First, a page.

By Robin Garr
When a new friend or neighbor finds out that one of my jobs involves writing restaurant reviews, their first response is usually something like this: “Wow! You get to eat out at a different restaurant every week? That must be great!”
Why yes! Yes it is! It’s fun to try new eateries, and the older ones too. We’re fortunate in this food-loving city to have a restaurant culture that understands what diners want and knows how to deliver it.
I can hardly remember a place that really disappointed me. No, wait, now that I mention it I can remember a few, but let’s set that aside for now. I don’t think I’ve had to write a really negative review in the past five years or so, not since that short-lived Mexican eatery on the riverfront.
Every now and then, though, during an otherwise excellent dining experience, I’ll come across a dish that just doesn’t work. I’m not talking about something that I simply don’t like but others do … I’m looking at you, pineapple on pizza … but outright flaws or poor decisions on the part of the chef or menu planner. In short, I’m talking about efforts that defy the old saying, “Just because you can doesn’t mean you should.”
I will absolutely tell you about blips like these when they happen, within the context of an otherwise positive review. Fair is fair. So, more out of sorrow than anger and in the spirit of offering useful advice, let’s use today’s space to talk about a dozen slips and slides that I’ve run into lately.
• If the first words out of the server’s mouth are an invitation to buy a drink, this gives me a hint about the restaurant’s focus, and it’s not about the food. Let me have some ice water please, and plenty of ice. Oh, and let’s have salt or pepper on the table, mmm-kay? I’m sure Chef knows best, but individual tastes vary.
• One of the most frequent, annoying, and easily avoidable issues comes on the salad plate. Please don’t just grab a handful of mixed lettuces from the big box labeled “washed and ready to serve,” dump it on a salad plate and send it out without picking over the greens first. Those slimy black bits of rotted leaves are there, whether you want to believe it or not, and they are distinctly unappetizing.
• Speaking of salads, if you want to make me cranky, just take a traditional dish that’s perfect in its simplicity – like a caprese salad – and drizzle balsamic vinegar all over it. As I wrote in a 2017 review of an eatery that I won’t name at this late date, “I’d gently suggest that less is more, particularly when it comes to classic dishes like this iconic salad from Capri. Caprese is perfect as a simple, balanced presentation of fresh basil leaves, juicy fresh tomatoes, and fresh, creamy mozzarella, drizzled with olive oil and a little lemon juice. [Redacted[ fancies it up with dabs of oily, tart pesto and a decorative criss-cross balsamic design … the culinary equivalent of a little too much eye shadow and mascara.” ‘nuff said.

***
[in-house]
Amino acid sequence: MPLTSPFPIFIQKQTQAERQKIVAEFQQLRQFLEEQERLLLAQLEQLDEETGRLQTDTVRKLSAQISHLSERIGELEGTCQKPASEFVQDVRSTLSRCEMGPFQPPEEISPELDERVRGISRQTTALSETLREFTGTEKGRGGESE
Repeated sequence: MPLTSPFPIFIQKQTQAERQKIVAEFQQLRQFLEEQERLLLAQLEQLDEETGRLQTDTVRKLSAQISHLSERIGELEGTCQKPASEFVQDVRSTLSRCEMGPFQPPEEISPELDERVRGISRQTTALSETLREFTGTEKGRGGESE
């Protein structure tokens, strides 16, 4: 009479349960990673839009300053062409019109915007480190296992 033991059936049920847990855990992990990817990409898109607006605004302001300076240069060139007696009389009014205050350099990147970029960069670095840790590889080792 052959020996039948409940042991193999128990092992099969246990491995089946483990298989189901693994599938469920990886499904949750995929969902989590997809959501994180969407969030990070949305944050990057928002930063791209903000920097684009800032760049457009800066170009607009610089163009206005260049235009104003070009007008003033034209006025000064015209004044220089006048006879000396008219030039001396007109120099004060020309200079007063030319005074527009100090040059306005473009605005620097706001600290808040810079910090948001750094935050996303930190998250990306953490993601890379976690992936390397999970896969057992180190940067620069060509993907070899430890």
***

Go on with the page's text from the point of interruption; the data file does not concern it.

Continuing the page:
• A lot of people get irritated when the menu discloses the farm of origin for meats and produce, but I like that. Support our local farmers! I’m not so smiley, though, when the menu goes on to enumerate all the interesting ingredients of the dish … without mentioning the main ingredient. Why describe a salad as “cucumbers, zucchini slices, cherry tomatoes and hearts of palm” without mentioning that it’s primarily lettuce?
• Speaking of menu annoyances: If the chef decides that it would be a good idea to add fiery spice to a dish that’s not customarily hot, I’m fine with that. Gimme heat. But some people aren’t as enthusiastic. Do it if you want to, but please let us know!
• According to Cornell University’a Alliance for Science, about 10 percent of Americans over 18 consider themselves vegan or vegetarian as of January 2022, and that number is growing. Restaurants are responding to this market, and that’s good. But it makes sense for the chef to devote the same creativity to one or two vegan entrees as to meat, poultry and fish. Offering a platter of side dishes won’t cut it, and neither will striping a grilled portobello with, yup, balsamic. Create a few actually interesting plant-based appetizers and main dishes. Ten percent of your clientele will thank you.
• If you’re going to offer risotto as a main course, do it right. This classic Italian rice dish is best if it’s cooked to order. Unfortunately, this is at least a 30-minute process, which is problematic at a restaurant. A good chef can make a decent risotto ahead and finish it to order, but I’ve seen pitiful risotto impersonations made with long grain rice and cream. Just say no.
• Speaking of main courses, it’s possible that some people like their savory entree made course made sweet, because America is in love with sugar. But really? Burgers slathered with tomato “jam”? Scallops in honey vinaigrette? Brussels sprouts in a peach juice reduction? Naah. Please don’t.
• Timing matters. It can be tough to stay on top of this in a business with labor issues, but please try to move the finished dish along. Get the steak out while it’s hot, and before carryover heat cooks it past that lovely medium rare. Get that ice cream treat out quickly too, before it melts into a sweet but gooey mess.
• Finally, when it’s time for dessert, why rush it out but then make us wait 20 minutes for coffee to go with it? Some people want coffee with dessert. Ask, please!
Okay, rant over. Don’t get me wrong: I still love this work and the good folks in the business. But there’s always room for improvement.